News

Congress supports push for safe staffing laws

Long debate ends with decision to push UK governments to follow example set by Wales 

The RCN has voted to lobby UK governments to enact safe staffing laws along the same lines as the one adopted in Wales earlier this year.

Members at the annual congress in Glasgow today voted almost unanimously – there was 1 abstention and 1 against – to accept the resolution from UK stewards’ committee.

Just a short time later Scotland’s first minister Nicola Sturgeon announced her country is already planning to follow Wales’ example.

Member Michael Smith had proposed the rest of the UK adopt their own version of the Nurse Staffing Levels (Wales) Bill which Liberal Democrat assembly member Kirsty Williams successfully introduced in March.

Keen participation

The debate was the most keenly participated in so far with 34 members accepted to speak by congress chair Stuart McKenzie.

RCN Wales Board representative for Glamorgan Christine Edward-Jones seconded the motion and said: ‘When nursing speaks with one voice, we are heard.’

In a debate lasting almost an hour members discussed the remit for the lobbying; with particular focus on skill mix, community nursing, halting the over-reliance on nursing students to staff wards and the effect on nurses’ health of working in under-staffed wards.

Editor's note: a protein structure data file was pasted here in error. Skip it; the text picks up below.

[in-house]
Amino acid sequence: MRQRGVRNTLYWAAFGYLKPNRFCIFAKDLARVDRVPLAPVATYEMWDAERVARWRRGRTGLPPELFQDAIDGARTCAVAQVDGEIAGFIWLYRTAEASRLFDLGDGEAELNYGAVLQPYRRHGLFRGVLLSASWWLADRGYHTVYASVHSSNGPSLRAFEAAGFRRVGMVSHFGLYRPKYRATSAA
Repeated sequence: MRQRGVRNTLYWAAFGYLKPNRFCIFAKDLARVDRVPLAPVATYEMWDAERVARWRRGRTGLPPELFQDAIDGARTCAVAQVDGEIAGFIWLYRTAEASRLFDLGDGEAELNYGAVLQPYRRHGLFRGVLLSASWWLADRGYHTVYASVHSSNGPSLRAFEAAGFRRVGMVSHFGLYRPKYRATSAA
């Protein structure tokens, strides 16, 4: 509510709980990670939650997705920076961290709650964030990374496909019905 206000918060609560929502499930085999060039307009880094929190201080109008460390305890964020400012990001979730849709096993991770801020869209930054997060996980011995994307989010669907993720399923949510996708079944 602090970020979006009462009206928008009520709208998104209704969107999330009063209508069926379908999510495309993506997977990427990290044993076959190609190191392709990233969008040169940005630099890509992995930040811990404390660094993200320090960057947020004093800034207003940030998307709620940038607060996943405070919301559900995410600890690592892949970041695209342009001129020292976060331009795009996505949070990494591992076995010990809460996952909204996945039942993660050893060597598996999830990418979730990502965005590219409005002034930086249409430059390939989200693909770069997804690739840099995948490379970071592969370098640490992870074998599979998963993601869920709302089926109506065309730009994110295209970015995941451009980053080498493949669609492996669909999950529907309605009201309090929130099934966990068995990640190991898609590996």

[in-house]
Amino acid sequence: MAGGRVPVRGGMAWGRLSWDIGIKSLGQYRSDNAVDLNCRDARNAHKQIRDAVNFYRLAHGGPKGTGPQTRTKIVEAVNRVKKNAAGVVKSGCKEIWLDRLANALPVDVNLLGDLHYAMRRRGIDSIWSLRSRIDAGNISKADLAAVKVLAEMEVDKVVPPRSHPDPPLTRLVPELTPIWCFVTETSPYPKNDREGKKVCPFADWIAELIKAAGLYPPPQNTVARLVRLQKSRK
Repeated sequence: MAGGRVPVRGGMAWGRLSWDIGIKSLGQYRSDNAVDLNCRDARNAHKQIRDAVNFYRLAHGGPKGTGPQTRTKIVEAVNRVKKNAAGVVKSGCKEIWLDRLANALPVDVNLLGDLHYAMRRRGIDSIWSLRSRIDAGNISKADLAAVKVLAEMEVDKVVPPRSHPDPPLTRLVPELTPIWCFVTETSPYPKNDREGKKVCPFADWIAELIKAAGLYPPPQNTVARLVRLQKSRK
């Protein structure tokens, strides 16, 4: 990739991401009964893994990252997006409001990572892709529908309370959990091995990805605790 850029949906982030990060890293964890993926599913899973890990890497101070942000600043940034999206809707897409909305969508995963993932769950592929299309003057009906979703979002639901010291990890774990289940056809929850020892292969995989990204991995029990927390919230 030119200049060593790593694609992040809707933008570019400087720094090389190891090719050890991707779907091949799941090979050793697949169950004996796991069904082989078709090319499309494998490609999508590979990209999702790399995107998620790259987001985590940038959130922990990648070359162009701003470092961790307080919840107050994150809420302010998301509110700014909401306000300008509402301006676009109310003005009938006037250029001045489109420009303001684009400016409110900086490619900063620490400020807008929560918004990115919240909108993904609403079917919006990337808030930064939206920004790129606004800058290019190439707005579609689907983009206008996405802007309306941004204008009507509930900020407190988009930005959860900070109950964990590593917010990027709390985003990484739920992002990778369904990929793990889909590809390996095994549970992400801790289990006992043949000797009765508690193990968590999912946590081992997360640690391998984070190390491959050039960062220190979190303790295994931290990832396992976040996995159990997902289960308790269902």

One member asked why it had taken so many years for the college to take action over safe staffing while another said health secretary Jeremy Hunt should be ‘ashamed’ for putting the cost of healthcare above patients and staff.

Overworking

Lothian branch member Emma Eccles won loud cheers and applause for adapting the lyrics of Scottish band The Proclaimers to explain how she’ll gladly ‘nurse 500 hours and 500 more’ but warned of the effect overworking has on nurses like herself.

Emma Eccles
Photo: John Houlihan

Former RCN president Andrea Spyropoulos apologised to members for not having secured safe staffing measures during her time and urged the public to help force the government’s hand by ‘being out on the streets demanding that nurses are available for you’.

In England safe staffing guidance was being developed by the National Institute for Health and Care Excellence (NICE) until last year when it was transferred to the chief nursing officer Jane Cummings.

She included a pledge to have ‘the right staff, in the right place, at the right time’ in her new nursing framework Leading Change, Adding Value launched last month.

Ms Williams was made an honorary fellow of the RCN on Saturday for her work on behalf of nurses.

This is a free article for registered users

This article is not available as part of an institutional subscription. Why is this? You can register for free access.

Jobs